Budgeting is a key part to any business. Whether you participate in your department’s budget building or not, it is important to know about its limitations and opportunities existing within it. Budgets are a part of everyone’s life, no matter how you look at it. Maybe you don’t track your spending in a program or spreadsheet, but everyone knows their spending limits at any given time. You have a limited amount of funds coming in and the goal is to not exceed them. It’s rather straight forward. The approach is the same for a clinical technology budget.
Budgeting is something everyone must go through at least once a year. It is the event that seems to drag on for months for us in the finance section, and we often only have a couple of weeks to complete the data sheets for our budget submissions. Considering that it is a quick event in the building of budgets, it is something that every clinical technology manager should prep for throughout the year. This way when the data sheets come out, you are ready to go with all the needed data.
What kind of data should you be looking at? There are a lot of moving pieces that everyone should focus on. The big four are always:
- Outside vendors
- Service contracts (the dreaded, conservational, and sometimes necessary evil)
There are, of course, other items out there but no other accounts control your budget like these four. In clinical technology, we fix equipment using our own hands, or those of vendors. In my experience, these four areas will probably make up over 80 percent of your total budget.
When looking at salaries, always consider what it is you want for your staff. Promotions, off cycle equity adjustments or other types of adjustments need to be considered at the time of budgeting. Us “bean counters” can get rather grumpy if you are always asking for things, when it’s not budgeted. The first question will be, “Is it budgeted?” If the answer is “no” then many accountants will tell you it can wait until next budget cycle. You might get around this with a strong business case, with a solid plan on return on investment for the requested adjustment. If you can prove it will not have a negative impact on the budget, you have a good chance of getting it passed. However, solid planning and foresight in the budgeting process is the best way to go.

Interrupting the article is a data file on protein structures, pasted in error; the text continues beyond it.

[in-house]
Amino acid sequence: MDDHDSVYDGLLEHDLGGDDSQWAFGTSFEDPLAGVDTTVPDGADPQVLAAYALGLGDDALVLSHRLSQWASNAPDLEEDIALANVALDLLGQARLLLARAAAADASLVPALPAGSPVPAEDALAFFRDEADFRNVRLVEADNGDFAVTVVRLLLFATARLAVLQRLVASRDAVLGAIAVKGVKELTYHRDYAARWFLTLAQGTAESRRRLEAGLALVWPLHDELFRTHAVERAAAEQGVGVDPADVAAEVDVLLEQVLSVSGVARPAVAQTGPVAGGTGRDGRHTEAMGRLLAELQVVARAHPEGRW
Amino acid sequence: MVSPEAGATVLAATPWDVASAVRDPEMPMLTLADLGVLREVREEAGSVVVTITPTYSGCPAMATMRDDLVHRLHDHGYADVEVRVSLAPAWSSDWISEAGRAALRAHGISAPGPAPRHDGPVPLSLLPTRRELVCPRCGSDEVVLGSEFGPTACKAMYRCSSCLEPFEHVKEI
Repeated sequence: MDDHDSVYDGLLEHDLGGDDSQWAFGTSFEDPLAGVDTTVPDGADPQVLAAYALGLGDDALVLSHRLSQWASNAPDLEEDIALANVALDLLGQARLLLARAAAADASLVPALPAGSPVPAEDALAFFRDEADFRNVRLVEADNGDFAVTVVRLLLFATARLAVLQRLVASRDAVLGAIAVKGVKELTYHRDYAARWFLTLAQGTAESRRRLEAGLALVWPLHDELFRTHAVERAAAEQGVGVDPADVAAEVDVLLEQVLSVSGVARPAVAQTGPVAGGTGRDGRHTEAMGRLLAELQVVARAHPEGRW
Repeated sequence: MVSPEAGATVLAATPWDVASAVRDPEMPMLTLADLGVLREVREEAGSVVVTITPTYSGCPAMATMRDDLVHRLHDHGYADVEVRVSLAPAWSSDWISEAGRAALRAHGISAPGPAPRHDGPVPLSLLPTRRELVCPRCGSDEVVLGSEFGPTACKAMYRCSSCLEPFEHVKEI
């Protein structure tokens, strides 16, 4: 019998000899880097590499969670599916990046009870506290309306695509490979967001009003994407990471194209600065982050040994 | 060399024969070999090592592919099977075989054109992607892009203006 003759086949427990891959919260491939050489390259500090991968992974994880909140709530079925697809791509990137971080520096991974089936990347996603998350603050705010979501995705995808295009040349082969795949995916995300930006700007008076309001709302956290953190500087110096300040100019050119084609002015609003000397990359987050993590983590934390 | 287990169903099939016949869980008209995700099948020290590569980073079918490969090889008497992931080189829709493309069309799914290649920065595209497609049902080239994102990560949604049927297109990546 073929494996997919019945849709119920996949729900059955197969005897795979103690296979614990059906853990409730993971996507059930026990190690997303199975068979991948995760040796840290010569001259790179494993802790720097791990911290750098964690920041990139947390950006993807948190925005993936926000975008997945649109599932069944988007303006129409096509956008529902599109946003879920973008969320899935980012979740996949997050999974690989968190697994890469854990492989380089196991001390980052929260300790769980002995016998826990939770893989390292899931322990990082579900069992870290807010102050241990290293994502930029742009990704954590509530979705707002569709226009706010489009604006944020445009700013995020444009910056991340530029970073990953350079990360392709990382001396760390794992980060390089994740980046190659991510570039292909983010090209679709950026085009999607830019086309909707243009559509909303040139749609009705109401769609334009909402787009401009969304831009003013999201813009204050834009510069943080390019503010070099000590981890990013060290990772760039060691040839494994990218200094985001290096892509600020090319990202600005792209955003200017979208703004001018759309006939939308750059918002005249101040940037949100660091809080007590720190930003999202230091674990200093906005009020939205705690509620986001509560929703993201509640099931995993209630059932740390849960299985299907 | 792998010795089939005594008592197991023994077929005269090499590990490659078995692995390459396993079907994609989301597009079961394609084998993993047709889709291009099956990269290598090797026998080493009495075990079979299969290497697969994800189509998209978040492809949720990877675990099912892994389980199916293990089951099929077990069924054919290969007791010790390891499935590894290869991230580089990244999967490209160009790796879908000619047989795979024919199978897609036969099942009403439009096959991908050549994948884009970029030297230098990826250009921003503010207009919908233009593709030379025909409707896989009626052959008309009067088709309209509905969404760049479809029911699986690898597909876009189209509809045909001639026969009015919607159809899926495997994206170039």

Parts and vendor labor is difficult to predict sometimes. Unless you can see into the future, there is a good chance you will not know when something is going to fail or if a vendor is needed. When dealing with these accounts, it is good to look at trend reports for the parts and labor accounts. Look at the trend for 12 to 24 months, if applicable, to look at the spending. Second, look at the months that are extremely high and eliminate any outliers of the norm. An example would be if one month you had to buy a tube for $180,000, making the parts exceptionally high for one month out of 12. By eliminating that blimp, it will bring the spend down into normal expectations.
Lastly, look at where the money went and budget accordingly. You will know which department needs more attention or which one burns through parts quicker. Keep your eye on the glassware. If you know the life of the tube and know how the machine is being used, budget accordingly for glass. Accounting will not like those large blimps but, if you plan accordingly and proactively, you will end up on the good side of accounting!
The dreaded service contract is where a big piece of the spending pie sits. In my career, I have this ratio of budget being from down in the teens all the way up to 75 percent of the total budget! When budgeting for contracts, it is straight forward. You have a locked price for a certain amount of years. However, those numbers can change. When budgeting, think about training for your staff. What contracts can be reduced or eliminated by training staff to do it? What types of services are no longer needed? Do you only need a service key type of agreement? Do I have a machine popping a tube every 9 months, so it is cheaper for a glassware agreement than taking it at risk? These are examples of questions you need to ask yourself when preparing budgets.
Service contracts are going to be a big part of your overall budget. A tip I have seen, and hopefully it helps, is the 60/40 rule. If you decide to eliminate a service contract, budget 60 percent of the spend of the contract under parts or T&M, as you should see a reduction or savings to your budget of 40 percent. I have seen this work and it is simple enough to understand when budgeting.
Budgeting is not something to be afraid of. I have talked to people and watched how they react when they hear the word budget or realize it is budget time. They want to curl up in a corner and hide. Being leaders in clinical technology and partners with your facilities, you should want to know what is in the clinical technology budget. As a technician, you should know your financial perimeters and where dollars are going.
Whether the budget falls under you or it’s pieced out to departments, understanding where every dollar is going is powerful knowledge. Knowledge that helps you grow personally and professionally. Understanding the ins and outs of your budget is what makes you stand out to accounting as a true partner!
Jeffery Niederhausen is the Chief Financial Officer of Tech Knowledge Associates, a clinical technology management provider that was formed to bring unique value to its clients by guaranteeing savings, capping their expenses and protecting them from catastrophic failures. For more information, contact TKA at firstname.lastname@example.org or visit ii-techknow.com.